Take a bite

Every city in America has a Saturday morning Donut Ride, where a handful of riders beats up on everyone else, and everyone else marks “success” in terms of how far they got before getting kicked out the back.

Jack from Illinois (not his real name), always despised the Donut Ride for being a “preenfest.” He wasn’t wrong. Local racers who get “coached” and who are on a “program,” tend to avoid the ‘Nut because it adds little to your fitness but can subtract lots. And of course there is a huge contingent of riders, thousands actually, who wouldn’t be caught dead on the DR because they hate group rides, they don’t like aggressive pelotons, they are in it for relaxation, or [ fill in your reason here ].

To those folks, I say, “No problem. You do your thing, I’ll do mine.”

But there is another group of riders out there who really should be on the Donut Ride. I was dropping down the hill this morning to the start of the ride, and I passed a guy riding a very nice bike, wearing a very nice kit, and looking pretty darned fit. “On your way to the Donut?” I asked.

“Ha,” he answered. “I wish.”

“What do you mean?”

“That ride is too fast for me.”

“Come on, man, give it a try. You look like you could handle it. It’s not hard anyway, especially if you sit in.”

“I’ve seen that pack come by,” he said enviously. “Too fast for me.”

“Okay,” I shrugged, and went on, but I could tell how badly he wanted to give it a try and I felt sorry for him because he was going to spend the rest of his riding days wondering about something that really wasn’t worth wondering about.

If you’re one of those people who wonders what the local Saturday beatdown ride is like, you owe it to yourself to give it a chance. Even if you hate it, you’ll at least have the satisfaction of having tried. More likely, especially if you’re a fairly hopeless wanker, you’ll get your head staved in sometime around the first or second acceleration, and the thrill you get from first riding with, and then getting ejected from, the middle of the surging, bucking pack will leave you happier and more elated than you’ve been since you first lied to your wife about the cost of your Giant TCR with electronic drivetrain.

Here, then, is a compendium of what you’ll find out if you take the plunge, swallow your pounding heart, gird your quivering loins, and toe the Saturday group ride starting line:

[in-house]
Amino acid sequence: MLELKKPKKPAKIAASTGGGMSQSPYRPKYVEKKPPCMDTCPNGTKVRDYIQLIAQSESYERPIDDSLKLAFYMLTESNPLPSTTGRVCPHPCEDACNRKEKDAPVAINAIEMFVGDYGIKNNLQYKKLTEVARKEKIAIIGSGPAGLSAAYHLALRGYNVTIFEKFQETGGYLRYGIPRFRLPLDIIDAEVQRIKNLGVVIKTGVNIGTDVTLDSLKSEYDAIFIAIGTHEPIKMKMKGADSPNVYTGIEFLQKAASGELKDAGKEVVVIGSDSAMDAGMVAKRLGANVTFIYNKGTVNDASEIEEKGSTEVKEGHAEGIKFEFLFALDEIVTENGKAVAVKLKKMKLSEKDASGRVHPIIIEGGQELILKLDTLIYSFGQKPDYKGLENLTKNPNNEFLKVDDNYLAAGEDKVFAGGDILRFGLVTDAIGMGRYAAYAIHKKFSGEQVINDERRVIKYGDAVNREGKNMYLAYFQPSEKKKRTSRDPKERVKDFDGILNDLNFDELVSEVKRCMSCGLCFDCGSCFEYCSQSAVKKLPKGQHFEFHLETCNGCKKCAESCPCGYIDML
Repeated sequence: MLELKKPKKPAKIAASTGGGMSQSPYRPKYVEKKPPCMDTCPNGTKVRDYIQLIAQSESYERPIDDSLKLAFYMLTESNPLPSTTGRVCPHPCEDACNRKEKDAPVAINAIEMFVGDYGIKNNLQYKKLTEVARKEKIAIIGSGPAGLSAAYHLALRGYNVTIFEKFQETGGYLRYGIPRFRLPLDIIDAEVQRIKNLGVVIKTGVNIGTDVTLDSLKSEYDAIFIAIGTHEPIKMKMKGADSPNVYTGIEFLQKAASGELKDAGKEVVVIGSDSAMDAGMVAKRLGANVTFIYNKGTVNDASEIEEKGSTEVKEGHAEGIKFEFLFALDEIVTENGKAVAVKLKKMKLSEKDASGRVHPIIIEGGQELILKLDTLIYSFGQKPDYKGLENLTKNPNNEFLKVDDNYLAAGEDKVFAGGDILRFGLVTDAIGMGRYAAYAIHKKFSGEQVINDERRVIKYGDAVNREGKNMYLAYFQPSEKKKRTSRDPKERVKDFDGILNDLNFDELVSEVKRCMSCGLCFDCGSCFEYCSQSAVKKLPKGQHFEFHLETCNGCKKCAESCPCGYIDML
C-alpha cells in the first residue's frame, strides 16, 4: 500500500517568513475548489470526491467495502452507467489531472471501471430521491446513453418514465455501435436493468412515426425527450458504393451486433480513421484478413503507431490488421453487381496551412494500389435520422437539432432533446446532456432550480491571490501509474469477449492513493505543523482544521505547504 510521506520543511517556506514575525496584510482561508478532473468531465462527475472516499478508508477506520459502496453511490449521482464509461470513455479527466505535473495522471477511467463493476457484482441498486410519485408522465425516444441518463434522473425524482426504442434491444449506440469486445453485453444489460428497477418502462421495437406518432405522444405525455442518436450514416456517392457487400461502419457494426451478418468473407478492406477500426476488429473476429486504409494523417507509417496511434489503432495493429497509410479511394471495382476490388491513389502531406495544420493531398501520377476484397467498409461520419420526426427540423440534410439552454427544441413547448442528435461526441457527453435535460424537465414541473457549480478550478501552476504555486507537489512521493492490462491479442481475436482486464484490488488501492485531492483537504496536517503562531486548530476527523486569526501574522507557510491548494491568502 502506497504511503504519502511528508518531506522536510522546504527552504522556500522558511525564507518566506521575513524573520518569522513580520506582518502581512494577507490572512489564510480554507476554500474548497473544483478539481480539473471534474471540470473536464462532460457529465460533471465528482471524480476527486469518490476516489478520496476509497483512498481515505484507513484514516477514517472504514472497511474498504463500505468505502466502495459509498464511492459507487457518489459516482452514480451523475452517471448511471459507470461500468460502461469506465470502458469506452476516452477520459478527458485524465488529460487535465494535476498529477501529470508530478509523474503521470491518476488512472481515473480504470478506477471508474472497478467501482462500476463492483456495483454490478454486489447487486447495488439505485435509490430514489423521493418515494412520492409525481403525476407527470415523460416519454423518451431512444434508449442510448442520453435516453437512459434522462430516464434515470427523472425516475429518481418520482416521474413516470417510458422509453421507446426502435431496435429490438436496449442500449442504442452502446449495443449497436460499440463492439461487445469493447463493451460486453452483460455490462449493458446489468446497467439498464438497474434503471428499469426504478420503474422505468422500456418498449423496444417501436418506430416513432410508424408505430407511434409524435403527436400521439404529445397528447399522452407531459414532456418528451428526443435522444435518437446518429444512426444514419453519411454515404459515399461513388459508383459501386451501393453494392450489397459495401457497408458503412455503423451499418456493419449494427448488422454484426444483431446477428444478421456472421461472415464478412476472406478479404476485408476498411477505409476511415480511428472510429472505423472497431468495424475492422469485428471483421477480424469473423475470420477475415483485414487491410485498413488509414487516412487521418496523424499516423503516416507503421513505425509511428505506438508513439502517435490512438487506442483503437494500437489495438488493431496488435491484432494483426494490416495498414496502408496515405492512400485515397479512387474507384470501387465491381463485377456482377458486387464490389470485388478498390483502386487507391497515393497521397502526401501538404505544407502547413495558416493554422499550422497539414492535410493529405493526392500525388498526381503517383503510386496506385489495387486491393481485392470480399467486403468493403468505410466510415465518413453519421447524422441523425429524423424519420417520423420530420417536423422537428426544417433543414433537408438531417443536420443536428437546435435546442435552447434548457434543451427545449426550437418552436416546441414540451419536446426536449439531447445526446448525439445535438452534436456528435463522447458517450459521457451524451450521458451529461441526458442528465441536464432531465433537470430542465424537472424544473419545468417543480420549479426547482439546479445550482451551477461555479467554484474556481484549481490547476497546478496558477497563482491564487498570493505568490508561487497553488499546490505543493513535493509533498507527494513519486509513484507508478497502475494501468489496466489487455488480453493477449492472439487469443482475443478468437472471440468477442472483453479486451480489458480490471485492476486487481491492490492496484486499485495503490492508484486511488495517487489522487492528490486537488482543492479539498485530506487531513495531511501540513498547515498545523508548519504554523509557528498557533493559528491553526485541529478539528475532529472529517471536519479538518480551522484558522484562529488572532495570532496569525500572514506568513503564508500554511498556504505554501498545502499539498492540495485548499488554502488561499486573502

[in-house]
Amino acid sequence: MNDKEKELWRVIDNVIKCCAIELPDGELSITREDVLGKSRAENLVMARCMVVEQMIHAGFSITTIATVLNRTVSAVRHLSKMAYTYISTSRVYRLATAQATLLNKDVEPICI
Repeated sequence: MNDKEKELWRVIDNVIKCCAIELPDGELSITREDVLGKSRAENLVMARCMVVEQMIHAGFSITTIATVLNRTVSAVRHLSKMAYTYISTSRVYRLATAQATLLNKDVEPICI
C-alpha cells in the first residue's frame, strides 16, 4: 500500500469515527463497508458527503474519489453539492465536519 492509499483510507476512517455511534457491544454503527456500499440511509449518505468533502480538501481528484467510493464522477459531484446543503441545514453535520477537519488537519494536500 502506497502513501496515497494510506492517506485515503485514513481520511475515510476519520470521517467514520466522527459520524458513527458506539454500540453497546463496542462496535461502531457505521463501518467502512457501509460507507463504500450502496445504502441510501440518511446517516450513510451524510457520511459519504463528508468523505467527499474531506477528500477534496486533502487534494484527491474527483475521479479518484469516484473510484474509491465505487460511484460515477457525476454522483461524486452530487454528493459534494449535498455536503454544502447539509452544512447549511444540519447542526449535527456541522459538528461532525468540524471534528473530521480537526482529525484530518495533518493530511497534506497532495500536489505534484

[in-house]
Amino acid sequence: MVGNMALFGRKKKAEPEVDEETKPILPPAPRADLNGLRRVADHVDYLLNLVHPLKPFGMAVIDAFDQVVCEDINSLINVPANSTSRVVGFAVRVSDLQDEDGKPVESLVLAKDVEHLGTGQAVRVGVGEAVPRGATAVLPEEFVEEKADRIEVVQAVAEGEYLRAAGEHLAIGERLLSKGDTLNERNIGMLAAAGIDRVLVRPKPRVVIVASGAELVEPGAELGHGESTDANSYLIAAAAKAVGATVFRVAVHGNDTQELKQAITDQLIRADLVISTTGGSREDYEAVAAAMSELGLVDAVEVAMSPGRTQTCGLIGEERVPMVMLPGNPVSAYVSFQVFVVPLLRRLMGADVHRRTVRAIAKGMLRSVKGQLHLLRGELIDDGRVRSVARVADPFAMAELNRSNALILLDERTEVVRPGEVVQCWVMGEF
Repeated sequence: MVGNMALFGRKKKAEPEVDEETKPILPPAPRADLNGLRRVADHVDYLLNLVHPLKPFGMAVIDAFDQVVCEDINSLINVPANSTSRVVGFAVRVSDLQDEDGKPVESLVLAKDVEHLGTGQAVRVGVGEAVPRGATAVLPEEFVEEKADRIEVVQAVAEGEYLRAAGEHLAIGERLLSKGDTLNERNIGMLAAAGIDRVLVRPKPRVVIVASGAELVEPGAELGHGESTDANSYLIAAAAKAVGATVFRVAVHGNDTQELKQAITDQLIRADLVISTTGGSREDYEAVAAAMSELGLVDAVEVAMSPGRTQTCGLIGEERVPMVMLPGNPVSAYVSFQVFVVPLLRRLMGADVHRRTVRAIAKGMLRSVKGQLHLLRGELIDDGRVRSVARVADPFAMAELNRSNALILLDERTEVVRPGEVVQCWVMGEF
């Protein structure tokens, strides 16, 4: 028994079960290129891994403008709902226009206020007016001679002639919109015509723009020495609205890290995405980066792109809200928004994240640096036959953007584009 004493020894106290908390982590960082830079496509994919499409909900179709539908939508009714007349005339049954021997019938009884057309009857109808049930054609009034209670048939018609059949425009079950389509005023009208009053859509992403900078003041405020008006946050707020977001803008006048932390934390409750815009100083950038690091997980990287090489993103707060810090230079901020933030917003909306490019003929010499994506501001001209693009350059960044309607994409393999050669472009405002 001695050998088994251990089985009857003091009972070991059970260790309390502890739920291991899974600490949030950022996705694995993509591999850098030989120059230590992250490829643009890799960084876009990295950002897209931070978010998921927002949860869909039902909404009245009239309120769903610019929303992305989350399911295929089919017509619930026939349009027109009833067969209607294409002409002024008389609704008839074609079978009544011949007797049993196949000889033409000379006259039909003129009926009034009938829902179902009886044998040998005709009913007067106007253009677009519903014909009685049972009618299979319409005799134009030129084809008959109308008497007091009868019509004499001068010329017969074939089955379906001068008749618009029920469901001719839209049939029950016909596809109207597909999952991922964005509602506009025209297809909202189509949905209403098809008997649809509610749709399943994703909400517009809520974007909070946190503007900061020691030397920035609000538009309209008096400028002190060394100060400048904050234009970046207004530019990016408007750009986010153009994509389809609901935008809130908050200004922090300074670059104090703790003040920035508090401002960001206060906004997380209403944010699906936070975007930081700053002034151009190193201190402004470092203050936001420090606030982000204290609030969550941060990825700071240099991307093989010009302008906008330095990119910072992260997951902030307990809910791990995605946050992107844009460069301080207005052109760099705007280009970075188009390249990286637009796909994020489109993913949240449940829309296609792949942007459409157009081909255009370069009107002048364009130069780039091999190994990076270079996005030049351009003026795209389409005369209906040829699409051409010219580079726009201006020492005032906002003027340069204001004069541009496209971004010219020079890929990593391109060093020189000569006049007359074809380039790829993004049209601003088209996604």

1. You will get faster every week.
  2. The wankers you used to struggle to keep up with in your normal group will no longer be able to hold your wheel.
  3. Racer-type hammerheads aren’t all assholes.
  4. Some of the things that differentiate great riders from hackers can be learned through observation.
  5. Competition makes you better.
  6. Cars steer clear of big groups.
  7. There’s no dishonor in trying.
  8. Your wife will mostly believe whatever version of the ride you tell her.
  9. You won’t be the slowest rider the group.
  10. If you’re the slowest rider in the group, one day you won’t be.
  11. The ride’s not as hard as you thought it would be.
  12. You’ll surprise yourself — in a good way.

See you next week!

END

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10 thoughts on “Take a bite”

  1. Love this!…
    So inspiring…and so true!…
    Heck, I still feel most of those feelings whenever we turn up the heat in a group.
    Fun to read and acknowledge those feelings!
    You new people…come and get it!!!

  2. Some of those rides even start out “controlled”, do a nice long warmup, do an early stop for food, bathroom stop, clothing/etc. adjustment, dividing the group by distance, difficulty, and meet again the next week to do it all over again.
    These give the opportunity to ride with dudes/dudettes, observe, learn, have fun, go home with the laughing group, go explore terrain and ability with the “long and strong”. You don’t know until you try and it’s real good to show up early and ask questions about what’s on the menu. “No, they’re not all a-holes”. Some even pride themselves, collectively as well as by individual rider, at “bringing people along”.

    And if not..? NBD

  3. In my experience, coming out for a Donut or something like it the first time is a smaller deal than returning for the second ride, after having enjoyed one’s breakfast for the second and sometimes third time during the first ride.

  4. I remember my first donut after a looong hiatus off the bike. I got dropped like a hot potato on the first surge. These days I still get dropped but thats ok because it takes a lot longer for me to fry. I know lots of strong riders and I encourage them to give it a go. Yet somehow they dont think they can hang. I tell them thats not the point of doing the donut. Thanks for penning the truth!

    1. Good for you for encouraging them. You’re not really a baby seal until you’ve been skinned alive, repeatedly.

  5. This was my first Donut Ride:

    http://app.strava.com/activities/12105705

    If you were the one person besides my mom that actually clicked on that link, you would see the route I covered that day and might justifiably say “dude, that is NOT the Donut Ride, you pathetic, weakling, miserable wanker.” And you would be correct, because I got dropped on the first warmup climb, before we even got to the fast right hander onto Paseo del Mar. Didn’t even make it out of Malaga Cove!

    Thankfully, I returned for more punishment a few weeks later and eventually managed to stay with the group. Nowadays, I can even stay in the same zip code as the front group. The only sure-fire way to not finish the Donut Ride (or any other group ride) is to not show up.

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